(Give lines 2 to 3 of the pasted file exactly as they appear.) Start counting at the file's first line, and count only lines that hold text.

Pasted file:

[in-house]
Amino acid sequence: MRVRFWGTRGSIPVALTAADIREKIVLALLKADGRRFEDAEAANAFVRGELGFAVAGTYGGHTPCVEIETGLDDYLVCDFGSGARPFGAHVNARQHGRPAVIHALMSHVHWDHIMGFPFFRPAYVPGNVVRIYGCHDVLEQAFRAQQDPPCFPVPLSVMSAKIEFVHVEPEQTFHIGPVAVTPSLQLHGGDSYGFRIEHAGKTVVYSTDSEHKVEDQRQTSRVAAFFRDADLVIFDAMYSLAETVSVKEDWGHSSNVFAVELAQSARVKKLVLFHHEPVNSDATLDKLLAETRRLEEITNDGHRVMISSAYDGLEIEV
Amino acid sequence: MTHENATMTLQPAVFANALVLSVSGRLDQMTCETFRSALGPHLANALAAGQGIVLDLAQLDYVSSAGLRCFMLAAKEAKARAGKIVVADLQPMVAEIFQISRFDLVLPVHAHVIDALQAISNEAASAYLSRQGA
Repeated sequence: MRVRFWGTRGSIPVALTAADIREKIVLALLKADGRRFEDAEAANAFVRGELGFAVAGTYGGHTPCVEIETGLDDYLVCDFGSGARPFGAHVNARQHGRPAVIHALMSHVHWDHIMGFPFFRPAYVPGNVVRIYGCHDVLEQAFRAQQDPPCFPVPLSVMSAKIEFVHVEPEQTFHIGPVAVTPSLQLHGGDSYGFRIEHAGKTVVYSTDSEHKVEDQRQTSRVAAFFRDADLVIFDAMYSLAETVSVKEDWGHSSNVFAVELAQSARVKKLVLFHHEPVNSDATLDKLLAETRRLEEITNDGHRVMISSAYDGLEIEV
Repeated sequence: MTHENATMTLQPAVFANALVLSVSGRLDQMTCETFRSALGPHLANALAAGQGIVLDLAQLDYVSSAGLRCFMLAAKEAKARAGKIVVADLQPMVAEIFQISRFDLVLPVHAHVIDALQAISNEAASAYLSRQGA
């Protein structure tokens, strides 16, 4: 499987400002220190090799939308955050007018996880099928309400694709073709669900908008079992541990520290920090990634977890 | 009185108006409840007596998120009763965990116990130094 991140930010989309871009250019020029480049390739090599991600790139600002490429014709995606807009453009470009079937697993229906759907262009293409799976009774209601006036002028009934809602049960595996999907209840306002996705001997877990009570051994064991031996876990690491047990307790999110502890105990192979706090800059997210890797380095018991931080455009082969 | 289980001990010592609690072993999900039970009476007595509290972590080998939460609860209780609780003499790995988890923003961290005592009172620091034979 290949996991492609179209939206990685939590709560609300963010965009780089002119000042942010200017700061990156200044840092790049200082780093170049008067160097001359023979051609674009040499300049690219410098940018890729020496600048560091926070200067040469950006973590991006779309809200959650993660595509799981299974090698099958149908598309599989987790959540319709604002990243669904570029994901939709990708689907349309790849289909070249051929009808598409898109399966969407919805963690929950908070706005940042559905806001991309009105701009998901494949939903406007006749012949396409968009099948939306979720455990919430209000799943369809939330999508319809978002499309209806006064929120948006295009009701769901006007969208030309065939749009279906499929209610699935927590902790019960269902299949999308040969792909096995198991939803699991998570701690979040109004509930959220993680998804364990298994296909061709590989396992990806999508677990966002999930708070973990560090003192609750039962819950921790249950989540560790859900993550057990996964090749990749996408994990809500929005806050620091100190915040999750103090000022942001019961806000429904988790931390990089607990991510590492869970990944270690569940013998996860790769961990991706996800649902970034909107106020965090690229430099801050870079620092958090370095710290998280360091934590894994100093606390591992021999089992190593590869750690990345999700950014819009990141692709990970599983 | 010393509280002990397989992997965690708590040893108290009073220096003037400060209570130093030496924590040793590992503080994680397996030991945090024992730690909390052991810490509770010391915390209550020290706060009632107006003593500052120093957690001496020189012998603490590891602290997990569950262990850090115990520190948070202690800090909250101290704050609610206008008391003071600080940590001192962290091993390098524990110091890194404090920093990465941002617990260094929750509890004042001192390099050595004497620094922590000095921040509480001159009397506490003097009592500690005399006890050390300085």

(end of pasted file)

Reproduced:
Amino acid sequence: MRVRFWGTRGSIPVALTAADIREKIVLALLKADGRRFEDAEAANAFVRGELGFAVAGTYGGHTPCVEIETGLDDYLVCDFGSGARPFGAHVNARQHGRPAVIHALMSHVHWDHIMGFPFFRPAYVPGNVVRIYGCHDVLEQAFRAQQDPPCFPVPLSVMSAKIEFVHVEPEQTFHIGPVAVTPSLQLHGGDSYGFRIEHAGKTVVYSTDSEHKVEDQRQTSRVAAFFRDADLVIFDAMYSLAETVSVKEDWGHSSNVFAVELAQSARVKKLVLFHHEPVNSDATLDKLLAETRRLEEITNDGHRVMISSAYDGLEIEV
Amino acid sequence: MTHENATMTLQPAVFANALVLSVSGRLDQMTCETFRSALGPHLANALAAGQGIVLDLAQLDYVSSAGLRCFMLAAKEAKARAGKIVVADLQPMVAEIFQISRFDLVLPVHAHVIDALQAISNEAASAYLSRQGA